Primary care and medical school
Folks in Rhode Island’s health care world constantly talk about the value of primary care. The state is engaged in all sorts of initiatives to make the work more appealing and effective- from increasing the amount of money health insurers invest in primary care to developing “patient centered medical homes.”
The idea is, too many people have their health needs met in the most expensive location possible (the emergency room) when a primary care doctor could take care of you for less money. Plus, if primary care doctors pay close attention to their patient’s health, they can prevent them from developing more expensive problems.
So that’s why I was surprised when I spoke to my friend Anna Goldman, who’s just finishing up medical school in New York. She tells me her advisers discouraged her from pursuing internal medicine and looked down on anyone who chose it as a specialty.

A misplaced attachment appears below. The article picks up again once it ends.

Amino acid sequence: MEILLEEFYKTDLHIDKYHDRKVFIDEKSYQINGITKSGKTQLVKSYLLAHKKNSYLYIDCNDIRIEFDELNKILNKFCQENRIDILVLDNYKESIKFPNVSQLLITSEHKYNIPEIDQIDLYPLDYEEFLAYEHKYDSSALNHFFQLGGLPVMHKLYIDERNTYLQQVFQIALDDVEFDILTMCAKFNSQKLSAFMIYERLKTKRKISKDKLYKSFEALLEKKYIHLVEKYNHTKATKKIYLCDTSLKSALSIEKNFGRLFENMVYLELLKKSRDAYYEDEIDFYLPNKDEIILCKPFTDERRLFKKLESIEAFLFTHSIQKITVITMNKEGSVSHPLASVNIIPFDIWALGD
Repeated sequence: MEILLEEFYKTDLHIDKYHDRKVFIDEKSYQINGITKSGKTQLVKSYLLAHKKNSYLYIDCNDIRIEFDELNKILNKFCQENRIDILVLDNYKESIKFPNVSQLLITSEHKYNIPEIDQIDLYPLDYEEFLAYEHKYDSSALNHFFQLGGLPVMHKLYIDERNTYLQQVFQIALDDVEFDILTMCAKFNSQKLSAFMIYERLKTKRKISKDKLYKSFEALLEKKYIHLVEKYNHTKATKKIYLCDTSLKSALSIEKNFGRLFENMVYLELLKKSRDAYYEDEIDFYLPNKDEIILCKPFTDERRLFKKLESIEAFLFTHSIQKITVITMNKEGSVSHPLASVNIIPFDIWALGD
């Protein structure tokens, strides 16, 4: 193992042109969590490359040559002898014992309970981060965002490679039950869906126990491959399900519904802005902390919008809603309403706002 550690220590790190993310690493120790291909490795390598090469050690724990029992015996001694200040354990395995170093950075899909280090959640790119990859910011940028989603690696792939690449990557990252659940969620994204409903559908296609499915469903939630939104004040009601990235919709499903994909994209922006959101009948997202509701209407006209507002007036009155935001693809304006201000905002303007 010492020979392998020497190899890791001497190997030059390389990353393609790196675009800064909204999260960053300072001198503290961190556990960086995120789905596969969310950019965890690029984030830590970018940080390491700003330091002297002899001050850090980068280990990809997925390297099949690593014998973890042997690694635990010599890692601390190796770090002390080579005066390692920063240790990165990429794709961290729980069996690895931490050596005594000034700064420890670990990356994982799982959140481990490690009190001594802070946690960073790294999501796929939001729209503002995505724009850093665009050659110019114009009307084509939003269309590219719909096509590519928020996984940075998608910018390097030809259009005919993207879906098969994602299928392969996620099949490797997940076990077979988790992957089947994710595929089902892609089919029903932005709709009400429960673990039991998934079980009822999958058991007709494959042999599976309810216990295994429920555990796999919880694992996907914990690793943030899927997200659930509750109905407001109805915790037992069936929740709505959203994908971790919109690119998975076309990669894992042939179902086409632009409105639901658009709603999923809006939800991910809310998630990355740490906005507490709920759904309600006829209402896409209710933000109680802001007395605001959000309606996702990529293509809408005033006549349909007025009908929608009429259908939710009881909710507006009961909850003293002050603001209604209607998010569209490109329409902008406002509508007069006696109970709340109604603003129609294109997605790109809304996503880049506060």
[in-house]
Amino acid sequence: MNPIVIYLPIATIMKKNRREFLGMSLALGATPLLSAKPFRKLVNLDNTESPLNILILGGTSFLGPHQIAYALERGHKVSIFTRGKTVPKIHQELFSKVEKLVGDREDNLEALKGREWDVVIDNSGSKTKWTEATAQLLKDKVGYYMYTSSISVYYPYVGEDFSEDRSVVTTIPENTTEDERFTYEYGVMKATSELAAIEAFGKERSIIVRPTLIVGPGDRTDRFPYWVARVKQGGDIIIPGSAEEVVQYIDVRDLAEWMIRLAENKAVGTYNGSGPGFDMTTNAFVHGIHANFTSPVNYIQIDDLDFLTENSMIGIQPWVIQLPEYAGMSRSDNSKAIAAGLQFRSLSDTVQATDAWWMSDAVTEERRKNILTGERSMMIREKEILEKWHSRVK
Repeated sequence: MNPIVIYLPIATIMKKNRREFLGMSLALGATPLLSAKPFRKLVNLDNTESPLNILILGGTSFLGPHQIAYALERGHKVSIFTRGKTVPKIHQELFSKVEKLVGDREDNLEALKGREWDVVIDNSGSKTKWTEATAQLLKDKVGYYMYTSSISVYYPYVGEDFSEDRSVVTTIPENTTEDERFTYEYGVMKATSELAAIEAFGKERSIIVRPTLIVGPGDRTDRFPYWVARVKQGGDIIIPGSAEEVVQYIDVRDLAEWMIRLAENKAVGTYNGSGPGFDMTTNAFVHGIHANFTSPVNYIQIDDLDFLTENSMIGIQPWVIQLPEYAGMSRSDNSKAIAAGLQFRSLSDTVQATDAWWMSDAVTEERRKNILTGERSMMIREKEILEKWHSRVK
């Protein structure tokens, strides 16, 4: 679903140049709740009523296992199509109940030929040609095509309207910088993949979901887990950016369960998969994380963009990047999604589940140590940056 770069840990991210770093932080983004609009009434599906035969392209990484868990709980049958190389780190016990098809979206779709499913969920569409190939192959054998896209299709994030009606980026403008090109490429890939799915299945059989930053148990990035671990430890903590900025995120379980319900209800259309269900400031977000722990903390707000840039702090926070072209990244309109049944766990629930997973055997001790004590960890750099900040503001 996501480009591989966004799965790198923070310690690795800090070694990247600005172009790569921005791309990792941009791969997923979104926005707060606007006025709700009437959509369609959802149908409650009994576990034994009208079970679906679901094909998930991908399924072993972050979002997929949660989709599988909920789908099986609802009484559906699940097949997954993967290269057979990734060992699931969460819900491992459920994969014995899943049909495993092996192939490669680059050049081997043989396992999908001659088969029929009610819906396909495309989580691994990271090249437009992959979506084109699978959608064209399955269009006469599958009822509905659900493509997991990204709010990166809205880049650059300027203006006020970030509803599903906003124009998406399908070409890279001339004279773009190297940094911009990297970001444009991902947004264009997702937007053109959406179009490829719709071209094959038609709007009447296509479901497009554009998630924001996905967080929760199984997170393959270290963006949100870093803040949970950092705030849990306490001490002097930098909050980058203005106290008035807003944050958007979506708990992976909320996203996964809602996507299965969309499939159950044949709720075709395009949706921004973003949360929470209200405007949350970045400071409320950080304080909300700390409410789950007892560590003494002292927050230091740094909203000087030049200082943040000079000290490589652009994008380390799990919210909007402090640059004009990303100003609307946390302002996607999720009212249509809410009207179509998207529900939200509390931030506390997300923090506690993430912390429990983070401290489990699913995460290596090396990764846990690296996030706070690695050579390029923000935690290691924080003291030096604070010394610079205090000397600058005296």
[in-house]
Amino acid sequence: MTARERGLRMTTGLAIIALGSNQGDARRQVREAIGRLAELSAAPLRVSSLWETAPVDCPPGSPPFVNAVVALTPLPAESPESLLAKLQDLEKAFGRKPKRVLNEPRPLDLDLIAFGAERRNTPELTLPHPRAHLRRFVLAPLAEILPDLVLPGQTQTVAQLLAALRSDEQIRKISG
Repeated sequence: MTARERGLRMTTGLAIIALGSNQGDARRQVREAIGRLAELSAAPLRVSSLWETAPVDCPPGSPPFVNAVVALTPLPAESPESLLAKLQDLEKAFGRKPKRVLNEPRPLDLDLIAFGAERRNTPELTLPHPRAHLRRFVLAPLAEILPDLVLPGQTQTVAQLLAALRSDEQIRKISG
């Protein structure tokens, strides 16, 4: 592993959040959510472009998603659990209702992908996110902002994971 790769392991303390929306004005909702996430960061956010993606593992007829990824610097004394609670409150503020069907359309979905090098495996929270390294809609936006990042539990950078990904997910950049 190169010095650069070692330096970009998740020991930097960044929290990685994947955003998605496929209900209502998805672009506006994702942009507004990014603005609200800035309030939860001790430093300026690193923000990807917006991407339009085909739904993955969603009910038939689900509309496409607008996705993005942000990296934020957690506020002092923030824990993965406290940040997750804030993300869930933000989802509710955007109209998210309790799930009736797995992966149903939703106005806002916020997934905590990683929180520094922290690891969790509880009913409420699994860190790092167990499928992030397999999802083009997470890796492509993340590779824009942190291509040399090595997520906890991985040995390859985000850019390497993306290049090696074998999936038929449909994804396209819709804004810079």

“Why don’t you aim higher? You’re too smart for that.”
It’s a familiar reaction when medical students tell their teachers they are considering a career in primary care. On the first day of my third year of medical school, the palliative care physician I was assigned to work with wrinkled her nose when I told her I wanted to go into primary care. “You should think long and hard before you choose to do that,” she warned, “If you want a decent life, don’t do it.”
It’s not the first time I’ve heard that primary care is hard work. Plenty of doctors say they wouldn’t pursue the profession if they were just graduating from medical school. Getting paid per visit leaves them running from room to room, spending less than 15 minutes with each patient. The hours are long and the pay is nowhere close to what specialists make.
Add that with medical schools that discourage students from pursuing primary care, and it’s a wonder anyone chooses the profession.
Despite all that, Anna chose to sign up for residencies in internal medicine and family medicine. She finds out on Friday (Match Day) where she’ll end up.
Why do you think the values of policy makers are so out of joint with the training at some medical schools? What needs to happen for more students to see primary care as a career option?